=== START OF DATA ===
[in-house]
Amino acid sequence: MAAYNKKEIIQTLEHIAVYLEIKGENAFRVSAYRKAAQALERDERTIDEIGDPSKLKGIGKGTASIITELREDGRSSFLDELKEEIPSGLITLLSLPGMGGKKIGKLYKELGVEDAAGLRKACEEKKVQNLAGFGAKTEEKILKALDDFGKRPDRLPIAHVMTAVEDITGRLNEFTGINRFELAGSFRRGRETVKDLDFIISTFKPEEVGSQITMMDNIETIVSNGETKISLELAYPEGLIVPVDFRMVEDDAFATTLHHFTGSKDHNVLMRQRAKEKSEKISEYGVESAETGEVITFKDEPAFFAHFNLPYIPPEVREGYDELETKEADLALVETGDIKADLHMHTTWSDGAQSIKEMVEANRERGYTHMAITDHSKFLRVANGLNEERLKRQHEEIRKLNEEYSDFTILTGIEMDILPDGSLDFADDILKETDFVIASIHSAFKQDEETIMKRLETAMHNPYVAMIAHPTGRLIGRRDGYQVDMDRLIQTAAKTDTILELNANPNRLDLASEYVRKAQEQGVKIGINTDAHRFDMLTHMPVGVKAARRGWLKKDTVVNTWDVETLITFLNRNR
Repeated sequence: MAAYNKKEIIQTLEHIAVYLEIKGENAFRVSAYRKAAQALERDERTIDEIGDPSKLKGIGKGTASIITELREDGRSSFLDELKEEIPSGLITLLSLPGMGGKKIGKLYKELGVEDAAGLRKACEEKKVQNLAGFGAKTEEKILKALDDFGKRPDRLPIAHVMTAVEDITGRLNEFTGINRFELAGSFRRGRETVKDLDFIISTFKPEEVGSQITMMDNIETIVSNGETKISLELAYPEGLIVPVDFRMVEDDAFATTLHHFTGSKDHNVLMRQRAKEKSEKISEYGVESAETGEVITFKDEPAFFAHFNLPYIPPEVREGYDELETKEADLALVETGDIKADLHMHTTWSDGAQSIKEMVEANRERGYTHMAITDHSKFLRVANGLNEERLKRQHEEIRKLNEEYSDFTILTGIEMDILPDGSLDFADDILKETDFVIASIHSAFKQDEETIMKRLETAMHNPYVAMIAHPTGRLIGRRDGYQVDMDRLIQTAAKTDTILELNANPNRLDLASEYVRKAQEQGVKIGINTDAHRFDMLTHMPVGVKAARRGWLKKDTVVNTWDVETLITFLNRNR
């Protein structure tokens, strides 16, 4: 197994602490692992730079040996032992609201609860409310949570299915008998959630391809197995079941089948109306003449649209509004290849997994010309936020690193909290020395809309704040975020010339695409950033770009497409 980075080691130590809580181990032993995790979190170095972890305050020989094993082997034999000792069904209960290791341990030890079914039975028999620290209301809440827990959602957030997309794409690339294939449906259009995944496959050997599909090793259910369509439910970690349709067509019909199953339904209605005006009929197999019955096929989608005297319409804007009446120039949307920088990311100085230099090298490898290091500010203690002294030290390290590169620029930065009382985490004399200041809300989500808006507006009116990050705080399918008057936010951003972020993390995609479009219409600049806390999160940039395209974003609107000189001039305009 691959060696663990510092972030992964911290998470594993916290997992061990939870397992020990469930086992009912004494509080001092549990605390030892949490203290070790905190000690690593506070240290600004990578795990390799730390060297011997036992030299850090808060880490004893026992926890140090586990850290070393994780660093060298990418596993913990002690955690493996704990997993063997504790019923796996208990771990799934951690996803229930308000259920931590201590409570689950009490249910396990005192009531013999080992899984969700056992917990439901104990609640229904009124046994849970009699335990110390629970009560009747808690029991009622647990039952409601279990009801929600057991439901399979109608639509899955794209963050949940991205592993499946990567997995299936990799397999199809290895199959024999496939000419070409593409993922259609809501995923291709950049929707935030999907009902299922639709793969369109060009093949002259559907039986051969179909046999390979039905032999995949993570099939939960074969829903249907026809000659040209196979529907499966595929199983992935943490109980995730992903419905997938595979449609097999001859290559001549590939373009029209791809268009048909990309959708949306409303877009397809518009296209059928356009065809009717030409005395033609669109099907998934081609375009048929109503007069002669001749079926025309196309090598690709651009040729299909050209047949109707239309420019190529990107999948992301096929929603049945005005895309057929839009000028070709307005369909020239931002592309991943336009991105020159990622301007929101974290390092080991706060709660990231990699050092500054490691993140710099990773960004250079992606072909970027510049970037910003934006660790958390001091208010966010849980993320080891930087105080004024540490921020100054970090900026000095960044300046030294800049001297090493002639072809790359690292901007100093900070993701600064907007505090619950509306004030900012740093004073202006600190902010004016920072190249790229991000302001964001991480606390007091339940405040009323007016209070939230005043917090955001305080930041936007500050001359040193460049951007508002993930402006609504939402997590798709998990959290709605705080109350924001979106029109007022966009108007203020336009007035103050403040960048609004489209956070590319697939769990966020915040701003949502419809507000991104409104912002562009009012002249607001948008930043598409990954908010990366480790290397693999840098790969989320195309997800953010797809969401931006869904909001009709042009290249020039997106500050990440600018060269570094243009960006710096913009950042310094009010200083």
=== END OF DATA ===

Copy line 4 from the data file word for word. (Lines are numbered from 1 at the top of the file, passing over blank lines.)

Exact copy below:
């Protein structure tokens, strides 16, 4: 197994602490692992730079040996032992609201609860409310949570299915008998959630391809197995079941089948109306003449649209509004290849997994010309936020690193909290020395809309704040975020010339695409950033770009497409 980075080691130590809580181990032993995790979190170095972890305050020989094993082997034999000792069904209960290791341990030890079914039975028999620290209301809440827990959602957030997309794409690339294939449906259009995944496959050997599909090793259910369509439910970690349709067509019909199953339904209605005006009929197999019955096929989608005297319409804007009446120039949307920088990311100085230099090298490898290091500010203690002294030290390290590169620029930065009382985490004399200041809300989500808006507006009116990050705080399918008057936010951003972020993390995609479009219409600049806390999160940039395209974003609107000189001039305009 691959060696663990510092972030992964911290998470594993916290997992061990939870397992020990469930086992009912004494509080001092549990605390030892949490203290070790905190000690690593506070240290600004990578795990390799730390060297011997036992030299850090808060880490004893026992926890140090586990850290070393994780660093060298990418596993913990002690955690493996704990997993063997504790019923796996208990771990799934951690996803229930308000259920931590201590409570689950009490249910396990005192009531013999080992899984969700056992917990439901104990609640229904009124046994849970009699335990110390629970009560009747808690029991009622647990039952409601279990009801929600057991439901399979109608639509899955794209963050949940991205592993499946990567997995299936990799397999199809290895199959024999496939000419070409593409993922259609809501995923291709950049929707935030999907009902299922639709793969369109060009093949002259559907039986051969179909046999390979039905032999995949993570099939939960074969829903249907026809000659040209196979529907499966595929199983992935943490109980995730992903419905997938595979449609097999001859290559001549590939373009029209791809268009048909990309959708949306409303877009397809518009296209059928356009065809009717030409005395033609669109099907998934081609375009048929109503007069002669001749079926025309196309090598690709651009040729299909050209047949109707239309420019190529990107999948992301096929929603049945005005895309057929839009000028070709307005369909020239931002592309991943336009991105020159990622301007929101974290390092080991706060709660990231990699050092500054490691993140710099990773960004250079992606072909970027510049970037910003934006660790958390001091208010966010849980993320080891930087105080004024540490921020100054970090900026000095960044300046030294800049001297090493002639072809790359690292901007100093900070993701600064907007505090619950509306004030900012740093004073202006600190902010004016920072190249790229991000302001964001991480606390007091339940405040009323007016209070939230005043917090955001305080930041936007500050001359040193460049951007508002993930402006609504939402997590798709998990959290709605705080109350924001979106029109007022966009108007203020336009007035103050403040960048609004489209956070590319697939769990966020915040701003949502419809507000991104409104912002562009009012002249607001948008930043598409990954908010990366480790290397693999840098790969989320195309997800953010797809969401931006869904909001009709042009290249020039997106500050990440600018060269570094243009960006710096913009950042310094009010200083």